Its been two months away from my home town and I’ve had fear induced sleepless nights ever since I heard dogs bucking, saw strangers in my yard and things walking on my roof at the most satanic hours of the night. It could have just been ‘abamama’ but my mind won’t stop replaying the whole ordeal. I won’t deny it, I am damn unsettled and the three consecutive gun shots just across my house which I later found out were aimed at a taxi owner for a brewing taxi violence massacre have chased away my sleep ten inches farther.
My journey in this new placed I moved to with love makes me feel unsafe half the time. I have deliberately restrained all forms of small talk everywhere besides at work and that little place I now call home. I am just not ready for the weird stares and worse still having to surrender to the are you Zulu question. So I’ve kept to myself in all forms. It has been good and unsettling in equal measures.
This is my country and I’ve always had to keep looking over my shoulder because that one person walking behind me unnoticed could mean the end of me. Almost like the one sunny mid morning when I was off to my daily grind I never bothered to look over my shoulder, my bag was taken from me; I was left stranded and bare for stares and questioning. Replying in a ‘foreign’ accent made my situation worse. For the first time since my inception, I felt lost, confused and naked. The first thing that came to mind was how warm and welcoming my home town would be. I can’t overlook it, some parts of my own country can really be the most uncomfortable places to find myself in; they make me feel like a foreigner in my own country.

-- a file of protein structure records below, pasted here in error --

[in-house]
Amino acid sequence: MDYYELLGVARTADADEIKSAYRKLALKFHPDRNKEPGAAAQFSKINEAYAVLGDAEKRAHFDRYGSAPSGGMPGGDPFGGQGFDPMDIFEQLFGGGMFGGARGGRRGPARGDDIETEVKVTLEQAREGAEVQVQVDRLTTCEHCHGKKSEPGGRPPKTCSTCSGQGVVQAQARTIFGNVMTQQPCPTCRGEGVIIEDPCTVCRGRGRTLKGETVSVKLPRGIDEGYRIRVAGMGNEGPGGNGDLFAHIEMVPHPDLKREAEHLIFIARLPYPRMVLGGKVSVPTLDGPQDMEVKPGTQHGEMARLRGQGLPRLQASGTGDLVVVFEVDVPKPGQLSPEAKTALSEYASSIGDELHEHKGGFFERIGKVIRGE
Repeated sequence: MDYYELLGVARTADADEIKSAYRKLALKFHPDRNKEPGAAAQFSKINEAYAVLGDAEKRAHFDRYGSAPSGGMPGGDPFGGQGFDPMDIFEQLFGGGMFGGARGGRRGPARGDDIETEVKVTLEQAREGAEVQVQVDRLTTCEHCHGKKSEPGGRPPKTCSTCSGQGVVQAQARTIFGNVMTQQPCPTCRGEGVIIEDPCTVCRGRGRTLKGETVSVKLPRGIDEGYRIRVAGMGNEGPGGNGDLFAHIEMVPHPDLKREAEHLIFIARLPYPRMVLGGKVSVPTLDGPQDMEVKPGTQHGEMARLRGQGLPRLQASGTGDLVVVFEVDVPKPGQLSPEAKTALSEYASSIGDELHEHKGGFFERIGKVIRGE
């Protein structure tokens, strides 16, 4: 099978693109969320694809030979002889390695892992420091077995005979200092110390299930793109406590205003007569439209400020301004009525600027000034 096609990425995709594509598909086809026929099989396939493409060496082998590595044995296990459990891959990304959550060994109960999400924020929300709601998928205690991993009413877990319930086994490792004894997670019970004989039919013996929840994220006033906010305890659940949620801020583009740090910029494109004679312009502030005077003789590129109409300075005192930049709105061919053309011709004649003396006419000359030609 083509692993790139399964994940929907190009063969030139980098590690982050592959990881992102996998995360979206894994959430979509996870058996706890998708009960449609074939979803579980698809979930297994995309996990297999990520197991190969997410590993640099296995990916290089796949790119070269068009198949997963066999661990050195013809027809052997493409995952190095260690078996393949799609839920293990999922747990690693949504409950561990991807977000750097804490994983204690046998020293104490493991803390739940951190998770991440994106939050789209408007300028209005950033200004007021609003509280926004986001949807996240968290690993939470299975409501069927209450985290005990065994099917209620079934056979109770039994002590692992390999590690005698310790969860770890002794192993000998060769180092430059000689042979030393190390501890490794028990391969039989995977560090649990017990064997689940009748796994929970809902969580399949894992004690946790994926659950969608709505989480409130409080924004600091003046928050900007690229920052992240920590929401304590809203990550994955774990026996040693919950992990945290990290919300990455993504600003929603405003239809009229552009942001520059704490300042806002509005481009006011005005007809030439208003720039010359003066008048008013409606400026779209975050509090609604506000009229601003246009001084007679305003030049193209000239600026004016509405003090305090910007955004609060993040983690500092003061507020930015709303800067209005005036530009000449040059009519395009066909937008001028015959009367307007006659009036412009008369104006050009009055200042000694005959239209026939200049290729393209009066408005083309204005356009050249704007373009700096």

I can’t speak for people but I will write about what I’ve witnessed. I have seen my African compatriots flock in and out of South Africa. Many come here bare, no home, relatives or money. They come as a real sad black story to try and find their dignity, peace and life. Many spend their journey in South Africa doing endless piece jobs. A handful embarks on crime and a recognisable number engage in licit businesses. In the process, many find life, love and eventually dignity. However recently like the ‘burning man’ in 2008, many have found their way to a short lived life ‒ unintended eternity.
I have not experienced hatred so great that it will make me kill a person just because they are not from the same country as me. I am not quite certain what my fellow South Africans are trying to achieve or what message they’re intending to get across either way the execution of whatever that we’re trying to say is an embarrassment and a painful thing to witness.
I can’t imagine the amount of terror the so called foreigners are going through in their own continent. I have felt fear in my own country and it makes one feel like they will never witness another summer with their sanity still intact.
Xenophobia is unacceptable, it goes against especially what our South African heroes advocate. Ubuntu broken, humanity degraded, life threatened. This is a different South Africa, a cold place to live in; too deadly to call a home and too terrifying to walk in. Our legacy is dented. I’m sorry that my fellow Africans have no warmth in their own continent. They are betrayed by their own people. They are foreigners in their mother land. If there was ever a time I felt confused, misplaced and like a foreigner in my home country that time is now.